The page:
Gradually manipulate your cat's foot more each time. Eventually, you should be able to slip your fingers in between each toe, gently squeezing each one to flex the nail, putting gentle pressure as you hold each foot and manipulate the leg. Do not attempt this exercise when your cat is in an agitated or playful state, as it is most likely to resent any restriction to its movement. Once your cat tolerates having its feet touched during quiet times, you may begin to incorporate this into elements of play time.

Trimming Tips

If you are unsure of how to trim your pet's toenails, ask your veterinarian or a technician to show you how. They can show you where the sensitive nerves and blood vessels are likely to be found. The nail bed is seen as a pinkish triangle at the base of the nail; however, it may not be evident in dark-colored nails.




There is more variety between the shape of toe nails in dogs than in cats. Some pets' nails grow in a more curved shape, as compared with those growing more parallel to the ground. This may determine how short they may be trimmed. Even a skilled professional can misjudge the depth to which a nail may be trimmed. It is also not uncommon for a pet to withdraw a foot while the nail is being clipped, because of pressure on sensitive nail areas.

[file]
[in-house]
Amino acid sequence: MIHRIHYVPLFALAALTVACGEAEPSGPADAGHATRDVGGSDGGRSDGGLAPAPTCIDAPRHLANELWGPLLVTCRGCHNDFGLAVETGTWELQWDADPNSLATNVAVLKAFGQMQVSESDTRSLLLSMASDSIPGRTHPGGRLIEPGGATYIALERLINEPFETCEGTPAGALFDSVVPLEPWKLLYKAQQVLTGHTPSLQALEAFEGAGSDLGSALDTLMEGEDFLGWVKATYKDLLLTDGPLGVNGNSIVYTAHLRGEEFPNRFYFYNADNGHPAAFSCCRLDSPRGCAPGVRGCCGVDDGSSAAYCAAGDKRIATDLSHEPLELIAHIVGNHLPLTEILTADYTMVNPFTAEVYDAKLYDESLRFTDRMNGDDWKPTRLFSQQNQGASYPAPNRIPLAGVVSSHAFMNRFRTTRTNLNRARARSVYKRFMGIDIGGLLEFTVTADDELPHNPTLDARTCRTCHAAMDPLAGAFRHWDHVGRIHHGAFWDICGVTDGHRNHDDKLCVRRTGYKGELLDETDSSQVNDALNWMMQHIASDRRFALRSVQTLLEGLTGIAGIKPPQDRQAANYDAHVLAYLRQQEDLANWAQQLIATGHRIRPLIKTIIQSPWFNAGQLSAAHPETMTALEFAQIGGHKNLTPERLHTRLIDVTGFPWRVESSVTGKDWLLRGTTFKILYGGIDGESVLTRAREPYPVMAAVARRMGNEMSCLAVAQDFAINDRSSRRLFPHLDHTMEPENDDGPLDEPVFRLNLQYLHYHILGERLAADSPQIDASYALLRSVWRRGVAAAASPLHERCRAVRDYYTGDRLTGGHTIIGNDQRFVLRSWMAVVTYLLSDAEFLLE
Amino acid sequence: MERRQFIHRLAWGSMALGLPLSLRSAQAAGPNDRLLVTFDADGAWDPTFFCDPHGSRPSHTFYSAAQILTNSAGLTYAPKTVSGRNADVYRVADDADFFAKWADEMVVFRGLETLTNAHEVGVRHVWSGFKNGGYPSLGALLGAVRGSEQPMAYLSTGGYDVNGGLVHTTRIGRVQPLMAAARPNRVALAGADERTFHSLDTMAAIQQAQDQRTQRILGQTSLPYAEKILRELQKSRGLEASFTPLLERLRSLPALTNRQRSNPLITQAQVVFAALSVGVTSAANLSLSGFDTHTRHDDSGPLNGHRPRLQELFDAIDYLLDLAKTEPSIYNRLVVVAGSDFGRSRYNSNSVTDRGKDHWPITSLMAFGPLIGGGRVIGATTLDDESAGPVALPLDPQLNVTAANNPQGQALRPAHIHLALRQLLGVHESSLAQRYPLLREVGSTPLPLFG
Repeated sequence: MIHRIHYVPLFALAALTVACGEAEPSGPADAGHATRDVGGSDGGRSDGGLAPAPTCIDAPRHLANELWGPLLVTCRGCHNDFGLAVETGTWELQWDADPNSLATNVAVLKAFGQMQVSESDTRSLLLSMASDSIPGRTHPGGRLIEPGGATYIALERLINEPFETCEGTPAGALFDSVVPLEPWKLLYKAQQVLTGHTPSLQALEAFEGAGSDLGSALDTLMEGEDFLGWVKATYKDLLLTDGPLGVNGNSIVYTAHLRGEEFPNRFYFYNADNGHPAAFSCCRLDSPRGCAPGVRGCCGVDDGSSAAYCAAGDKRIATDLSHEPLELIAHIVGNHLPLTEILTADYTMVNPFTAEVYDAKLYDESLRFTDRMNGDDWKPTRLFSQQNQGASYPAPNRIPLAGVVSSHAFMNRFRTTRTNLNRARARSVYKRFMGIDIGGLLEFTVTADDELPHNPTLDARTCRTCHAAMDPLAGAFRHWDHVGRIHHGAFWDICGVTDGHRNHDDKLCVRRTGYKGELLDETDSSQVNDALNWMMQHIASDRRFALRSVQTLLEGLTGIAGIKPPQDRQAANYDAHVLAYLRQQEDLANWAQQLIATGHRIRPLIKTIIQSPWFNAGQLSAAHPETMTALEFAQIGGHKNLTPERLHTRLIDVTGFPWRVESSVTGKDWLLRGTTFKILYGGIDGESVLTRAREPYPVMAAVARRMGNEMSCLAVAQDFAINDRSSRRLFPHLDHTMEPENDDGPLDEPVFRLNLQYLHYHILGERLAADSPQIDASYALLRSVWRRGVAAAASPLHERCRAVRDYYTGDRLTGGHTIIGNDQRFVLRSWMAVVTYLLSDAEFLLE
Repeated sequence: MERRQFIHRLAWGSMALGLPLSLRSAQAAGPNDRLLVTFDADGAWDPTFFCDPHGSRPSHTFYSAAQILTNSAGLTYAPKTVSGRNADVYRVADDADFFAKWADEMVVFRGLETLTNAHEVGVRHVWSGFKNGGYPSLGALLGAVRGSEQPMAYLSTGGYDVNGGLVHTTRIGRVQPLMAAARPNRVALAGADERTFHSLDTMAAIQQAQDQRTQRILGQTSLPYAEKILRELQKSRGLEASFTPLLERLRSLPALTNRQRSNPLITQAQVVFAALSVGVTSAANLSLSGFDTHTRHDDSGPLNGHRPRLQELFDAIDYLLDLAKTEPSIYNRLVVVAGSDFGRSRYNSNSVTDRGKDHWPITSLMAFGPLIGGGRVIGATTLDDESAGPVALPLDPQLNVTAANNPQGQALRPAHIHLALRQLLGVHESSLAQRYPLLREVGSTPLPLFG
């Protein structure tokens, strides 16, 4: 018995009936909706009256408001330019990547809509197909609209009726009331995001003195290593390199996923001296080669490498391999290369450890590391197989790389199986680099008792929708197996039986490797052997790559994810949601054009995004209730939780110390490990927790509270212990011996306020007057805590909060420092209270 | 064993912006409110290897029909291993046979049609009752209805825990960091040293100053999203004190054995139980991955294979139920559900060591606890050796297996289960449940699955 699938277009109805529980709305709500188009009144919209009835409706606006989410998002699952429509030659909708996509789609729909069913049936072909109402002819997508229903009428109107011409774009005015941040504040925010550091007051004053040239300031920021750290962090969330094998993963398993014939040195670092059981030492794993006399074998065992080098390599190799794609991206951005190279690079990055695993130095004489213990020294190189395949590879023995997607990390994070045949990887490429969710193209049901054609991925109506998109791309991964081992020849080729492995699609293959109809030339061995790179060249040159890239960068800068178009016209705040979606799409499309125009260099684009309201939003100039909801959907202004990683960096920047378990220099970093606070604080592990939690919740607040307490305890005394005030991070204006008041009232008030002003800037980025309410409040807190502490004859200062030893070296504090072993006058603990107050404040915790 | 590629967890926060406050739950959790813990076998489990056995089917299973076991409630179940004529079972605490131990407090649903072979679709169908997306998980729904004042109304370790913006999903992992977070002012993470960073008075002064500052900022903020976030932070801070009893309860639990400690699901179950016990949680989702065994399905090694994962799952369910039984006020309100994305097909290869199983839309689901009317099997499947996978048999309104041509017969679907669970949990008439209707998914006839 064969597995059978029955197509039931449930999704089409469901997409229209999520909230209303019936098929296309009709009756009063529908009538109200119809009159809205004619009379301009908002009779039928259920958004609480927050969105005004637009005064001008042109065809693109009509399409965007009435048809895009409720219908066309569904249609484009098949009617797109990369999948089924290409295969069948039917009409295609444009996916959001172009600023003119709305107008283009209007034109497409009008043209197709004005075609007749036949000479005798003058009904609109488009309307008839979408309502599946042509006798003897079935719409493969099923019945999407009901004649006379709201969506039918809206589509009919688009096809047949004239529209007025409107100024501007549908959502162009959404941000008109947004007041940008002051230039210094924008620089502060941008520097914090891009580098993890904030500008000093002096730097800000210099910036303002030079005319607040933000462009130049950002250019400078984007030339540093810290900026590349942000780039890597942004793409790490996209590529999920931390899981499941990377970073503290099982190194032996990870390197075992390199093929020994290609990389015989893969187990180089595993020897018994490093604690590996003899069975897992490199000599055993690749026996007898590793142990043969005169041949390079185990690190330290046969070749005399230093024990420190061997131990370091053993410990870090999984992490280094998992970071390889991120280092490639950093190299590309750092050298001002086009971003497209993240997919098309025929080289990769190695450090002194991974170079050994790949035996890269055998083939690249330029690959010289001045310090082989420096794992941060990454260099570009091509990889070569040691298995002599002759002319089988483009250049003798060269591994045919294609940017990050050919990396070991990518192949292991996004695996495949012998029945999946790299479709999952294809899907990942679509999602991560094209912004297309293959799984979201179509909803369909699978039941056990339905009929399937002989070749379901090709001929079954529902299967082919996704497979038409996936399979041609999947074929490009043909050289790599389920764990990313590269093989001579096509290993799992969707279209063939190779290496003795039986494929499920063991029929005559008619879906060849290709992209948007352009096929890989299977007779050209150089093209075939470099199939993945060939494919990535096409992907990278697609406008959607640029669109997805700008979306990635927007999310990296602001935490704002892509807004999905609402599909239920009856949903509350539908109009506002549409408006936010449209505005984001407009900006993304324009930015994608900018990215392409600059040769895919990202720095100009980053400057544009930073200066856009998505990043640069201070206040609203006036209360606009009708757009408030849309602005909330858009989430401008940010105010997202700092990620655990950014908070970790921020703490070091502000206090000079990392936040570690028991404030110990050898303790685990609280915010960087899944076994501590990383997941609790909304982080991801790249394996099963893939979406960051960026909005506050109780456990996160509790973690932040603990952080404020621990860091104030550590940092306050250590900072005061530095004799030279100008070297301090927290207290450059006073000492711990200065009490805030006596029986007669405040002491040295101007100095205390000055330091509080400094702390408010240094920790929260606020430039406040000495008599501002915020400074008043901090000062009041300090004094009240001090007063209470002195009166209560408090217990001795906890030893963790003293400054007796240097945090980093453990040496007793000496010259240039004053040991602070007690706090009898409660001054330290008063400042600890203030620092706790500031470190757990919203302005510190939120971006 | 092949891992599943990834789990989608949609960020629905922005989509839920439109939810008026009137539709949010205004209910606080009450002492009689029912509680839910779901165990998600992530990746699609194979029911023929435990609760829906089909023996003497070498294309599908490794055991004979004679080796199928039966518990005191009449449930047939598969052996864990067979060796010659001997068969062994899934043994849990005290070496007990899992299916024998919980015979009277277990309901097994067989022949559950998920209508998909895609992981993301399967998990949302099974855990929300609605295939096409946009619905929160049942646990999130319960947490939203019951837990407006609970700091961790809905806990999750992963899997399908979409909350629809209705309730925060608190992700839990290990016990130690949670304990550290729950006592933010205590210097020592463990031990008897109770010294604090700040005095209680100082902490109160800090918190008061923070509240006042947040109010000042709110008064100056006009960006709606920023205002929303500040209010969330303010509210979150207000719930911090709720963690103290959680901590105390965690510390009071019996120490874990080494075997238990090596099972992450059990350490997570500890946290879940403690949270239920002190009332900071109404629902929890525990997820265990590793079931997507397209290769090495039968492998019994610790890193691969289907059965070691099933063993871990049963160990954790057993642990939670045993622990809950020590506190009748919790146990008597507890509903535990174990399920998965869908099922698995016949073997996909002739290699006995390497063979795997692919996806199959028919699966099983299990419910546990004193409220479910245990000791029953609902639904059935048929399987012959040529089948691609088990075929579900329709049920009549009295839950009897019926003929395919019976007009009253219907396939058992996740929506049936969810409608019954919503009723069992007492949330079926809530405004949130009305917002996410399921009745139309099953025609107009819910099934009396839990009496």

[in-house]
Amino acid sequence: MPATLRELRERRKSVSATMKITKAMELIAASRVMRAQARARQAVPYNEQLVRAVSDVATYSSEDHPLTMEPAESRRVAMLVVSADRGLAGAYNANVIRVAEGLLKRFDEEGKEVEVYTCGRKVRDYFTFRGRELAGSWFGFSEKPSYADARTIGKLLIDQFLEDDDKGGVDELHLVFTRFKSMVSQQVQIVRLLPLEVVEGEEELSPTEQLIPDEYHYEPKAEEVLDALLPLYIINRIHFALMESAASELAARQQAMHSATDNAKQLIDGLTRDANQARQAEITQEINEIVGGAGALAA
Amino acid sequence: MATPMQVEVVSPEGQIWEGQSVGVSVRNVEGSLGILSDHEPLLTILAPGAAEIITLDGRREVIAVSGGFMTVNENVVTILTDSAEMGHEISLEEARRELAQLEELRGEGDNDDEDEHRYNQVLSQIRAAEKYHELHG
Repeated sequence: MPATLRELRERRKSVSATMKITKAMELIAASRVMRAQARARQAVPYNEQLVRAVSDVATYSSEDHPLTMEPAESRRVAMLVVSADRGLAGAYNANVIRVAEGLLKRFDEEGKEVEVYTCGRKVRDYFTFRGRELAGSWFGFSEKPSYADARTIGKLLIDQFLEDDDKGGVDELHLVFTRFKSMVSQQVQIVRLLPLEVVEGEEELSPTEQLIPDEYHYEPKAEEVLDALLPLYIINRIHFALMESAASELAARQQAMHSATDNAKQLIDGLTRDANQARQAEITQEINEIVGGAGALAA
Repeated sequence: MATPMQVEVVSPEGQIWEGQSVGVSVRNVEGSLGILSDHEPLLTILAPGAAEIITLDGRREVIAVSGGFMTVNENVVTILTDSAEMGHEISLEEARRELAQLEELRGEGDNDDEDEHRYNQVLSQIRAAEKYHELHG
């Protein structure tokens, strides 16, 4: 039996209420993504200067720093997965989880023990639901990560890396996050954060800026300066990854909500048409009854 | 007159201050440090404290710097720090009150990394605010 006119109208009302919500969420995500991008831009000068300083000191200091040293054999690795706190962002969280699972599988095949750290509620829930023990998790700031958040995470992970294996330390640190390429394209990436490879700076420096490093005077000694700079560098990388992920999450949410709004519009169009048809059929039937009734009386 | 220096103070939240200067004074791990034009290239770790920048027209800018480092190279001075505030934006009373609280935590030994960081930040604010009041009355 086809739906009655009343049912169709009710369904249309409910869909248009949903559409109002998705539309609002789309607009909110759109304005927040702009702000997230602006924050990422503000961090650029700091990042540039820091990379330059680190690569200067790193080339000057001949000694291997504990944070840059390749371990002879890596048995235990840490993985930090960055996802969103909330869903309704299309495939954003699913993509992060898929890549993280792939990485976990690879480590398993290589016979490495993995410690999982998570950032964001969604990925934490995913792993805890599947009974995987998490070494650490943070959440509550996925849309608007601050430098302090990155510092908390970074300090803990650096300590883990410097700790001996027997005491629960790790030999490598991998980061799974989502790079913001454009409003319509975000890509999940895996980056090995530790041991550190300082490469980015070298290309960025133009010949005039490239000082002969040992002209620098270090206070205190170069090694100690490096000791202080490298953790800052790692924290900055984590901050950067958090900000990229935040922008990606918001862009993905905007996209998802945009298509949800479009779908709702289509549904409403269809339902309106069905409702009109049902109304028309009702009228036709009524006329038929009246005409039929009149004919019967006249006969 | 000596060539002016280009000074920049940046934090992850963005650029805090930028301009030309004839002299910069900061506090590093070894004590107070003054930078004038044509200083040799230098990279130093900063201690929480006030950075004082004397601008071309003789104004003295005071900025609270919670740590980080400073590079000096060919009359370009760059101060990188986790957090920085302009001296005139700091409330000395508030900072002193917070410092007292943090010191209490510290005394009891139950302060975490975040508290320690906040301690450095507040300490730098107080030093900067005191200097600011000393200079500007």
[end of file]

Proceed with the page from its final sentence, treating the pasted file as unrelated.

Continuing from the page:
It is better to cut less than to cut more than necessary! Trim off small sections at a time and stop well short of the sensitive part of the nail. Cutting the nail too short results in a painful experience for your pet. Cut your pet's nails frequently, a little at a time, rather than occasionally when toe nails are uncomfortable to both your pet and to you. In this way, nail trimming will become a routine event, rather than a periodic wrestling match. Continue to manipulate your pet's feet and toes between nail trims so that it remains a familiar sensation.

It is better to cut less than to cut more!

Problem Pedicures

If your dog or cat has already had an unpleasant experience with nail trimming, you can train it to tolerate it by starting from the beginning. Even if you have followed the preliminary training steps above, start over as if its feet had never been conditioned to manipulation and gradually desensitize your pet to this interaction once again. Your veterinarian may recommend a small dose of a mild, anti-anxiety medication to facilitate retraining in extreme cases.

Problems Related to Grooming

Excessive Grooming

Fear, frustration, inactivity and isolation can lead to anxiety. A cat direct this anxiety against objects, such as destruction of property, or against itself. Excessive licking, nibbling, chewing, sucking, and rubbing at hair and skin can result in self-inflicted injury.